How could Scout best benefit from Atticus' advice in To Kill a Mockingbird?
In To Kill a Mockingbird, nearly everything Atticus says speaks of good advice. His honesty is always consistent in his words and actions. He leads and teaches his children by example. So, simply adopting that behavior (speaking and acting according to principles of honesty and integrity) is something Scout, or anyone, would be wise to do.
Given that the title of the book implies that one should not harm an innocent being, there are many pieces of advice Atticus gives the children regarding this theme. One that is a recurring theme is to consider the perspective of others before judging them (if you should judge them at all). Jem learns this in dealing with Mrs. Dubose. Atticus even considers Bob Ewell's perspective. In Chapter 23, Atticus informs Jem why he did not retaliate when Bob spit on him.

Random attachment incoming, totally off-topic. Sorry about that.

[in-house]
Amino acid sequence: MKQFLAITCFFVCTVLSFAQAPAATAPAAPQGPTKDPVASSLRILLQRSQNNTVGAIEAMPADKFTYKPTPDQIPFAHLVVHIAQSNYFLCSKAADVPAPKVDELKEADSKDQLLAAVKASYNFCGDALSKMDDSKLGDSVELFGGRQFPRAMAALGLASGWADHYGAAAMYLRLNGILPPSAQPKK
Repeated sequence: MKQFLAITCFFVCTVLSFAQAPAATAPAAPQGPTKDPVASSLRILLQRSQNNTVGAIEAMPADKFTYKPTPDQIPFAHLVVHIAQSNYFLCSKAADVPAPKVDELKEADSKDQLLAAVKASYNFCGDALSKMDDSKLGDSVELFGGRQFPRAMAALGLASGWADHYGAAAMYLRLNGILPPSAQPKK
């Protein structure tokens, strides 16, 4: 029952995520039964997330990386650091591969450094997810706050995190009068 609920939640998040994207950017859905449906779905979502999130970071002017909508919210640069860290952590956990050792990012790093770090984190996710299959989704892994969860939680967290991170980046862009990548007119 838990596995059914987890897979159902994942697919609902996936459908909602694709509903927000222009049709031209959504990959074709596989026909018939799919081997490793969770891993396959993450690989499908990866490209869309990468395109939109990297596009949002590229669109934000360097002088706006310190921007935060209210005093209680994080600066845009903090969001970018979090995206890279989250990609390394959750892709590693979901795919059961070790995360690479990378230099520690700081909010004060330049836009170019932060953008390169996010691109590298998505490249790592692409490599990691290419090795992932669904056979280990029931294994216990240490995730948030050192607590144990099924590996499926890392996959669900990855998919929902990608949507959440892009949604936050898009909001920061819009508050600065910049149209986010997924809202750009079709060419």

So if spitting in my face and threatening me saved Mayella Ewell one extra beating, that’s something I’ll gladly take. He had to take it out on somebody and I’d rather it be me than that houseful of children out there. You understand?
In the end, Scout learns this in terms of considering other people's mindsets but also quite literally in terms of perspective. In the last chapter, having walked Boo home, Scout concludes:
Atticus was right. One time he said you never really know a man until you stand in his shoes and walk around in them. Just standing on the Radley porch was enough.